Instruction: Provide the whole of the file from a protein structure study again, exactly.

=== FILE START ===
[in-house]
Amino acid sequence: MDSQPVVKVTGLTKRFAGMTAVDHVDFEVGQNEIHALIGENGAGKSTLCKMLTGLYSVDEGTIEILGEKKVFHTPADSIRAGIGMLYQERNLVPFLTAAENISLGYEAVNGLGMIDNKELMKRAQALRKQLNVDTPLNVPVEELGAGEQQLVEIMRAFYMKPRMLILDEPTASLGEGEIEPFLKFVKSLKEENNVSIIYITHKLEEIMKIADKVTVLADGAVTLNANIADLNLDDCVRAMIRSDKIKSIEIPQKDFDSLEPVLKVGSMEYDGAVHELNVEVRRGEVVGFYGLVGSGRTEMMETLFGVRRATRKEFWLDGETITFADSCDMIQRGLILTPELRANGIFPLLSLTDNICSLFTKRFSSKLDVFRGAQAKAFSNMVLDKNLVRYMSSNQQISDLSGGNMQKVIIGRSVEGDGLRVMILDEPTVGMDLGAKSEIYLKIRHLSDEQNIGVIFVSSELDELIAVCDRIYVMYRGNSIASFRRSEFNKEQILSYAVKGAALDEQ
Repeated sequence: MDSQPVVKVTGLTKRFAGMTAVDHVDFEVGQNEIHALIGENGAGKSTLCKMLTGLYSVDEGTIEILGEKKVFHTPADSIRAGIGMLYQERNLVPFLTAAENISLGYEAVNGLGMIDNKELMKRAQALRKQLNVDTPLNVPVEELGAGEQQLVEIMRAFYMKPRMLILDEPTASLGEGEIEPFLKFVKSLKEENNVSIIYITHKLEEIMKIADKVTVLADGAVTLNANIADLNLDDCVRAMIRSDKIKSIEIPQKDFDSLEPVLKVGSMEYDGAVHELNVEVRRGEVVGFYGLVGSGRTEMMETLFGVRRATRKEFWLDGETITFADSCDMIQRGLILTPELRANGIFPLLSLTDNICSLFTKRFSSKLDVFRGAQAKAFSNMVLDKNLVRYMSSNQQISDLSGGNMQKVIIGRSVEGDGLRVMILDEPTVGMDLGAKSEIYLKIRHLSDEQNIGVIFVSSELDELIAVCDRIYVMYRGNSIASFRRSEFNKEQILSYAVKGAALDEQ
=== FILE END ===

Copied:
[in-house]
Amino acid sequence: MDSQPVVKVTGLTKRFAGMTAVDHVDFEVGQNEIHALIGENGAGKSTLCKMLTGLYSVDEGTIEILGEKKVFHTPADSIRAGIGMLYQERNLVPFLTAAENISLGYEAVNGLGMIDNKELMKRAQALRKQLNVDTPLNVPVEELGAGEQQLVEIMRAFYMKPRMLILDEPTASLGEGEIEPFLKFVKSLKEENNVSIIYITHKLEEIMKIADKVTVLADGAVTLNANIADLNLDDCVRAMIRSDKIKSIEIPQKDFDSLEPVLKVGSMEYDGAVHELNVEVRRGEVVGFYGLVGSGRTEMMETLFGVRRATRKEFWLDGETITFADSCDMIQRGLILTPELRANGIFPLLSLTDNICSLFTKRFSSKLDVFRGAQAKAFSNMVLDKNLVRYMSSNQQISDLSGGNMQKVIIGRSVEGDGLRVMILDEPTVGMDLGAKSEIYLKIRHLSDEQNIGVIFVSSELDELIAVCDRIYVMYRGNSIASFRRSEFNKEQILSYAVKGAALDEQ
Repeated sequence: MDSQPVVKVTGLTKRFAGMTAVDHVDFEVGQNEIHALIGENGAGKSTLCKMLTGLYSVDEGTIEILGEKKVFHTPADSIRAGIGMLYQERNLVPFLTAAENISLGYEAVNGLGMIDNKELMKRAQALRKQLNVDTPLNVPVEELGAGEQQLVEIMRAFYMKPRMLILDEPTASLGEGEIEPFLKFVKSLKEENNVSIIYITHKLEEIMKIADKVTVLADGAVTLNANIADLNLDDCVRAMIRSDKIKSIEIPQKDFDSLEPVLKVGSMEYDGAVHELNVEVRRGEVVGFYGLVGSGRTEMMETLFGVRRATRKEFWLDGETITFADSCDMIQRGLILTPELRANGIFPLLSLTDNICSLFTKRFSSKLDVFRGAQAKAFSNMVLDKNLVRYMSSNQQISDLSGGNMQKVIIGRSVEGDGLRVMILDEPTVGMDLGAKSEIYLKIRHLSDEQNIGVIFVSSELDELIAVCDRIYVMYRGNSIASFRRSEFNKEQILSYAVKGAALDEQ